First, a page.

Chemistry and Biochemistry

BYU Chemistry Capstone Project: On-Campus Internships

Posted: Oct 17, 2016

At Brigham Young University we strive to ensure that our students receive the best and most state-of-the-art education possible.  In order to succeed in industrial careers, students need to understand how their skills fit into a team effort that uses chemistry to solve commercially valuable problems.  Internships at companies are a great way to learn these skills, but these experiences can be difficult to integrate into a program of study.  "Our solution is that instead of sending an intern to your office, we assemble teams of bright eager students who work on our campus.  These on-campus interns tackle the back-burner projects you would love to do, but that don’t fit your current schedules or resources," says Dr. JC Price. The goal of the Capstone Program is to reduce the activation barrier for an internship for both the industry sponsor and the student.   

At the recent Career Fair, a series of global companies like 3M, Koch Industries, and Sterigenics International all said that 100% of the good interns will get offers to stay permanently.  Unfortunately, only 4 out of our 450 chemistry majors served internships last year.  "Internships can be difficult to find and often require you uproot your family and move for the summer.  Through the capstone program we are facilitating on-campus internships.  We want our students to see that there are jobs out there waiting for a qualified chemistry or biochemistry graduate, and we want these companies to experience first hand the remarkably high quality of students available here at BYU," says Dr. JC Price.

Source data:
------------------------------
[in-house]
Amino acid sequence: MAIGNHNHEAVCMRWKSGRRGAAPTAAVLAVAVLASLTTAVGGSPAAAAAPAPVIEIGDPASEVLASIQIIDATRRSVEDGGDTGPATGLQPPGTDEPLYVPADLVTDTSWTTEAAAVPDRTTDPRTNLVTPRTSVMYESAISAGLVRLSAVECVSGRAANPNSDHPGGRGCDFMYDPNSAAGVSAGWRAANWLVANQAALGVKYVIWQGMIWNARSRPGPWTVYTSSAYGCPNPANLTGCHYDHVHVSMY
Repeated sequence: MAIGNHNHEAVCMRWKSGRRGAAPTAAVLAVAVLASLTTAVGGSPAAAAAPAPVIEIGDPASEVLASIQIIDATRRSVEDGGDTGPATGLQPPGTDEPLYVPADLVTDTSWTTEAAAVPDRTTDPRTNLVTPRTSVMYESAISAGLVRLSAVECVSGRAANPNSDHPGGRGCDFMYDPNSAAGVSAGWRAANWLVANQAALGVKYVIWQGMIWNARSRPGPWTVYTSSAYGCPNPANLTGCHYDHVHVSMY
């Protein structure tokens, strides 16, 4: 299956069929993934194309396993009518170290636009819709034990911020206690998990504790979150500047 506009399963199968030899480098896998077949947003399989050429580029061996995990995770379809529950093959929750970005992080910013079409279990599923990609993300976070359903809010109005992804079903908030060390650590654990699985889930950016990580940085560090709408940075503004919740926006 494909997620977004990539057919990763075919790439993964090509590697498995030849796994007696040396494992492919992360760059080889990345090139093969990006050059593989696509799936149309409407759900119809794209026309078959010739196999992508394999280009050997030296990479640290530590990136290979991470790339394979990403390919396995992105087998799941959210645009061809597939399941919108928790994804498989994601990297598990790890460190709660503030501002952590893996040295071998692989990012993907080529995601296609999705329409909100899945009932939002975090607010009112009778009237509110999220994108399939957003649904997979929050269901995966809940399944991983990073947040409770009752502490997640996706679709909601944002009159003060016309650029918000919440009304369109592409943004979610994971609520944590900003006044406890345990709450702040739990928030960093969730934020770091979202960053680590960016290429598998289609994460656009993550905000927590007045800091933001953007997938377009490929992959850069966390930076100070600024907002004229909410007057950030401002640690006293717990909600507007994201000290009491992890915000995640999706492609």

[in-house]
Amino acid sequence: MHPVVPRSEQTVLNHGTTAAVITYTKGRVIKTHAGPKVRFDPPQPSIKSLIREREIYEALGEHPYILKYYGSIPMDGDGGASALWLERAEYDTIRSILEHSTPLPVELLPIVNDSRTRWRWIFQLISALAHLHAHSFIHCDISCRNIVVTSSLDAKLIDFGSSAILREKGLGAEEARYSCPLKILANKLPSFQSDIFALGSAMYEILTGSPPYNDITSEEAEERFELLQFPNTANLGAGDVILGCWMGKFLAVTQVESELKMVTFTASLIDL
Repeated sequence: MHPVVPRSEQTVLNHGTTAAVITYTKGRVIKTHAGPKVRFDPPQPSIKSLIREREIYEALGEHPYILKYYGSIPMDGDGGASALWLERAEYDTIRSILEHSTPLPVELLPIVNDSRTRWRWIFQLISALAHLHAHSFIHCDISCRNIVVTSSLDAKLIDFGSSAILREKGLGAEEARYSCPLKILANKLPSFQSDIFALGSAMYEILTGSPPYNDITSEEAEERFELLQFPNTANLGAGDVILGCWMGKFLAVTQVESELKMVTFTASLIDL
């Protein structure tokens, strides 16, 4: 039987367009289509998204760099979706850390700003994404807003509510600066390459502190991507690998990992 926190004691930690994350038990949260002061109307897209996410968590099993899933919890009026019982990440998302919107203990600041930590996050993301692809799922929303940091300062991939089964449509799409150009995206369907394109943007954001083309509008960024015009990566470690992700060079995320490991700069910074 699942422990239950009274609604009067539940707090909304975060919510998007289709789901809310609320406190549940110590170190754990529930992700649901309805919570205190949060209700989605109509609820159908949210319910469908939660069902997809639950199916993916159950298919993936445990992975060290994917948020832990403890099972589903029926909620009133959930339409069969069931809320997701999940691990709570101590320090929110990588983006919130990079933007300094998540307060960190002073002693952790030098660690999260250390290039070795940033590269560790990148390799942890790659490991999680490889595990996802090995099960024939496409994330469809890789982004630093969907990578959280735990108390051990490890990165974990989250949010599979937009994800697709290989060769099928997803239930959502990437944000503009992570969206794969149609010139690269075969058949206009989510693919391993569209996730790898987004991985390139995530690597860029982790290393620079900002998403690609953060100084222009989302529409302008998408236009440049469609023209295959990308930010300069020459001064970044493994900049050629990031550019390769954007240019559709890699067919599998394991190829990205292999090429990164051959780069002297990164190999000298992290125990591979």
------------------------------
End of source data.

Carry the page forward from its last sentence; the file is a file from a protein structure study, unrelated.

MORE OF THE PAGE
On-campus internships are available through the Chemistry Capstone Project. To participate, enroll in CHEM 496R. .  The Capstone class will be divided into multiple teams, composed of 4-5 students and a TA.  Each team will tackle a real world problem, proposed by a company that is looking for talented chemists.  The BYU Chemistry and Biochemistry Department has sponsors in the healthcare, chemistry, and personal care products industries proposing projects. Even if students don't end up working at these companies, they have a important view into one of the roles of an industrial chemist.  They make important networking contacts with people who can point them towards other job opportunities, and the have relevant work experience for their resume. To learn more, contact the Chemistry and Biochemistry Department, C-100 BNSN.


Photo Credit: James Collard

Writer: Taelin Wilford